Have you heard about England's carnivorous plant? It's called the sundew - a plant that has only three varieties, two of which are unlikely to be found beyond Cumbria, where our wet climate is truly conducive to its growth.
The rain that God provides to fill our lovely lakes also supports some brilliant wetland environments that are some of the country's finest. The wet, boggy bits that you spot as you stomp over the fells or trudge around the lake sides are often vast, open expanses of what is known as valley and basin mires, or alternatively, blanket bogs. Whilst it is hard to take your eyes off the fell views in your line of vision, if you manage to cast your eyes downwards and look at the area around your feet, you will instantly discover just how supportive these wetlands are for our wildlife.
Our sundews thrive on all the insects that love the moisture they are treated to in Cumbria and are content to lay their eggs in such friendly environments. The hatching larvae then attract some of our most iconic birds - red grouse, curlews, win chats, stone chats and even the elusive cuckoo!
Keep an eye out for the bog orchid too! It is only 2cm tall and green and yellow in colour, but a wonderful find, if you spot it. It is dependent on the Sphagnum moss for its existence, this forming the carbon-storing peat that is bound to be under your feet in these boggy wildlife abodes that started their life over 10,000 years ago.
This unique wildlife world can be well appreciated on Torver and Subberthwaite Common, a Site of Special Scientific Interest near Coniston boasting basin and valley mire. But, if you want to see what the Lake District would look like if left to its own devices, head to Ellister Hill, Beckstones Plantation at Whinlatter, near Keswick, where heather and grass have been given the opportunity to mature and flourish with freedom.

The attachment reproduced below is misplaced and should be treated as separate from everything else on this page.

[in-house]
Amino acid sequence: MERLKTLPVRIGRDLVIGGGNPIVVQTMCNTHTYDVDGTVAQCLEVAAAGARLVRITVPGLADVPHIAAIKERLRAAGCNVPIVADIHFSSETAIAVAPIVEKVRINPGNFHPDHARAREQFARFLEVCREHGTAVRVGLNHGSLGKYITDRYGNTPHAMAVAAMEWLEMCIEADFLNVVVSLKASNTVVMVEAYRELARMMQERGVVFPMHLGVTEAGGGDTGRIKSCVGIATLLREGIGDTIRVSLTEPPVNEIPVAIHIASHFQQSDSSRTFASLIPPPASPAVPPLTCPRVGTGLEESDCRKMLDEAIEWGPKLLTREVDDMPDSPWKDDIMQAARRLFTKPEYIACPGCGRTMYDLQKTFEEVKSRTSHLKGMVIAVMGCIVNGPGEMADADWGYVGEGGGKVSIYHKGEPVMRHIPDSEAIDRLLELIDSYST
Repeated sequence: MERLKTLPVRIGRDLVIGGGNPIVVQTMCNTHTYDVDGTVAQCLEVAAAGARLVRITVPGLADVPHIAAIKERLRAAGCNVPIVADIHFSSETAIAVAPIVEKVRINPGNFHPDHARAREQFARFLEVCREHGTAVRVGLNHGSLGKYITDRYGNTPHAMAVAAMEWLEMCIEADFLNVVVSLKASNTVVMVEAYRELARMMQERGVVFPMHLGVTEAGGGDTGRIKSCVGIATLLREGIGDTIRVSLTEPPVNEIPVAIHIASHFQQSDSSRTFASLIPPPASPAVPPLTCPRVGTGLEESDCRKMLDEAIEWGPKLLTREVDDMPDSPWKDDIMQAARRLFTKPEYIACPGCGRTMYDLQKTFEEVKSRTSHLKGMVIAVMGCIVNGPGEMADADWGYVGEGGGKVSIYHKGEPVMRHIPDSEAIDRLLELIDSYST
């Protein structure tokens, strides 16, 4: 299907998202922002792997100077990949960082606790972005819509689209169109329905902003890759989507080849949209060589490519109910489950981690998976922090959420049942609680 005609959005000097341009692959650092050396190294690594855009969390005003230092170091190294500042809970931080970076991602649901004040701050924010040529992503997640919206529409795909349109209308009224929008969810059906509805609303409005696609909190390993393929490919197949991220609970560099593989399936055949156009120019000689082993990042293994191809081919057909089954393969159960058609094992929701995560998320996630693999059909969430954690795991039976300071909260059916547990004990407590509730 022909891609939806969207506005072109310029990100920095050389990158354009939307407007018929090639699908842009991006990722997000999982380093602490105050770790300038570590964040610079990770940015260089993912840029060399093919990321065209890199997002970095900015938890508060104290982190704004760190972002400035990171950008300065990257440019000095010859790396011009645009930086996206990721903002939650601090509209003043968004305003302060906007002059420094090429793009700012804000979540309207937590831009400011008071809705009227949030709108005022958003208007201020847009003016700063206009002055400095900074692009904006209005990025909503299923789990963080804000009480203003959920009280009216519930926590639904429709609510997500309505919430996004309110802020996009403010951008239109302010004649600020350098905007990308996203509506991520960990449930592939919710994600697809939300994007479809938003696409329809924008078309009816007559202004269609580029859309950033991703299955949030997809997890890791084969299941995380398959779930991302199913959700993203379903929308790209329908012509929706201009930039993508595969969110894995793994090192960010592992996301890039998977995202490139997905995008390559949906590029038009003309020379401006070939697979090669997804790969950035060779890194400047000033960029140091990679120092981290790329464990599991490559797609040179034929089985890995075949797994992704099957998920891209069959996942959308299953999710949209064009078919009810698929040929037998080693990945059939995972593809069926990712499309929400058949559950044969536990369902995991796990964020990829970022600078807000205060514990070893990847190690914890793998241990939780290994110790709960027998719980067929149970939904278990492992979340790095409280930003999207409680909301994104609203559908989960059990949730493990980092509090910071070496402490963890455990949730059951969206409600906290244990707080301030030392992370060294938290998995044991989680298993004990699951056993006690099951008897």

Three raised mires comprise the magnificent Witherslack Mosses, on Morecambe Bay near Kendal and if you use the platform at the Foulshaw Moss Nature Reserve, you will be able to spot waterfowl and possibly also see red deer. Walking along the boardwalk will let you to get up close to bog asphode, emperor butterflies and hungry sundews, so don't pass up on the opportunity. Another boardwalk excursion, complete with wildlife spotting shelter provided by hides, also allows you to wonder at wildlife living on and around Dubwatch Silver Meadows, near Bassenthwaite.
Roudsea Mosses, near Haverthwaite is home to the Raft spider, a fierce predator of the wetlands! This clever arachnid can devour a black darter dragonfly or even a small fish. They are easily spotted from the accessible circular boardwalk walk here.
The spring horizon at the Drumburgh Moss National Nature Reserve on the South Solway Coast, is dominated by cotton grass and this reserve is also a habitat for roe deer, hare and wise barn and short-eared owls that hunt over the moss. Wetland wildlife is everywhere and even the more sedate Ambleside park has an offering in the form of snipe and ducks that can be seen from the park, at the point where the River Brathay enters Windermere.
Get a little wet whilst going wild in Cumbria and you won't be disappointed, whether you get bogged down, or walk the plank and follow your inquisitive instincts.
Find events and activities in Cumbria's Wildlife world over the coming months!